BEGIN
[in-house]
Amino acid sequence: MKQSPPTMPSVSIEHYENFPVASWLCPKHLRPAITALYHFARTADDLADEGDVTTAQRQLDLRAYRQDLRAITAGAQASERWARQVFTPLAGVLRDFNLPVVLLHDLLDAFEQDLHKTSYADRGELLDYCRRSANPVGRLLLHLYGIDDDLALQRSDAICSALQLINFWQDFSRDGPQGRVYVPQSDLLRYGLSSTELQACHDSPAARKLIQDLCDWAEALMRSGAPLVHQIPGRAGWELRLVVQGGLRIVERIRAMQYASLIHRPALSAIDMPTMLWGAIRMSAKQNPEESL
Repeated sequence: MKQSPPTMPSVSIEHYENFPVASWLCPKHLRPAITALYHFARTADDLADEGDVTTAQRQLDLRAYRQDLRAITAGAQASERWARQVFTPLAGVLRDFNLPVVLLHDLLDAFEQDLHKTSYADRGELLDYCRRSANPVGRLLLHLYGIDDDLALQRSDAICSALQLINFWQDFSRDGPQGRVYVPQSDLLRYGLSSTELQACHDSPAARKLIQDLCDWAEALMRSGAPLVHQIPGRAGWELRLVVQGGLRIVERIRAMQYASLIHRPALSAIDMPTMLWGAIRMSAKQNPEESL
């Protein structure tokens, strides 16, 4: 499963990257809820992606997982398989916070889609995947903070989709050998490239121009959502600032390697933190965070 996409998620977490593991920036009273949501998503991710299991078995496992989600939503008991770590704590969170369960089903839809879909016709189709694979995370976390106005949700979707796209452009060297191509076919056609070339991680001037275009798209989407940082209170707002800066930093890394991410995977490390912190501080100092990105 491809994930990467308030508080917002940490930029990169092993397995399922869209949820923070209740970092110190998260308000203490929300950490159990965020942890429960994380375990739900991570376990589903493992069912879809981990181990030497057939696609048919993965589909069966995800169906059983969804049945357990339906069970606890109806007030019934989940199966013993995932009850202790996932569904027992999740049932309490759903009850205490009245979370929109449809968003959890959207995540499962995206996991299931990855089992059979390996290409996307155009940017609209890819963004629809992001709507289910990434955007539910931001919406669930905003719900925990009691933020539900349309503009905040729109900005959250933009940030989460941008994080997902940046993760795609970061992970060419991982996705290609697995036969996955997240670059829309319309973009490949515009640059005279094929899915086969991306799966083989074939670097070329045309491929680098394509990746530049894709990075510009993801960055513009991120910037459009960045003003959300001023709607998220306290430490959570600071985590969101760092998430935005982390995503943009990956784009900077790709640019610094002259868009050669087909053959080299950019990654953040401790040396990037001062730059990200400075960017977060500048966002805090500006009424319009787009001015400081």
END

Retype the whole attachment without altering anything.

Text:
[in-house]
Amino acid sequence: MKQSPPTMPSVSIEHYENFPVASWLCPKHLRPAITALYHFARTADDLADEGDVTTAQRQLDLRAYRQDLRAITAGAQASERWARQVFTPLAGVLRDFNLPVVLLHDLLDAFEQDLHKTSYADRGELLDYCRRSANPVGRLLLHLYGIDDDLALQRSDAICSALQLINFWQDFSRDGPQGRVYVPQSDLLRYGLSSTELQACHDSPAARKLIQDLCDWAEALMRSGAPLVHQIPGRAGWELRLVVQGGLRIVERIRAMQYASLIHRPALSAIDMPTMLWGAIRMSAKQNPEESL
Repeated sequence: MKQSPPTMPSVSIEHYENFPVASWLCPKHLRPAITALYHFARTADDLADEGDVTTAQRQLDLRAYRQDLRAITAGAQASERWARQVFTPLAGVLRDFNLPVVLLHDLLDAFEQDLHKTSYADRGELLDYCRRSANPVGRLLLHLYGIDDDLALQRSDAICSALQLINFWQDFSRDGPQGRVYVPQSDLLRYGLSSTELQACHDSPAARKLIQDLCDWAEALMRSGAPLVHQIPGRAGWELRLVVQGGLRIVERIRAMQYASLIHRPALSAIDMPTMLWGAIRMSAKQNPEESL
């Protein structure tokens, strides 16, 4: 499963990257809820992606997982398989916070889609995947903070989709050998490239121009959502600032390697933190965070 996409998620977490593991920036009273949501998503991710299991078995496992989600939503008991770590704590969170369960089903839809879909016709189709694979995370976390106005949700979707796209452009060297191509076919056609070339991680001037275009798209989407940082209170707002800066930093890394991410995977490390912190501080100092990105 491809994930990467308030508080917002940490930029990169092993397995399922869209949820923070209740970092110190998260308000203490929300950490159990965020942890429960994380375990739900991570376990589903493992069912879809981990181990030497057939696609048919993965589909069966995800169906059983969804049945357990339906069970606890109806007030019934989940199966013993995932009850202790996932569904027992999740049932309490759903009850205490009245979370929109449809968003959890959207995540499962995206996991299931990855089992059979390996290409996307155009940017609209890819963004629809992001709507289910990434955007539910931001919406669930905003719900925990009691933020539900349309503009905040729109900005959250933009940030989460941008994080997902940046993760795609970061992970060419991982996705290609697995036969996955997240670059829309319309973009490949515009640059005279094929899915086969991306799966083989074939670097070329045309491929680098394509990746530049894709990075510009993801960055513009991120910037459009960045003003959300001023709607998220306290430490959570600071985590969101760092998430935005982390995503943009990956784009900077790709640019610094002259868009050669087909053959080299950019990654953040401790040396990037001062730059990200400075960017977060500048966002805090500006009424319009787009001015400081």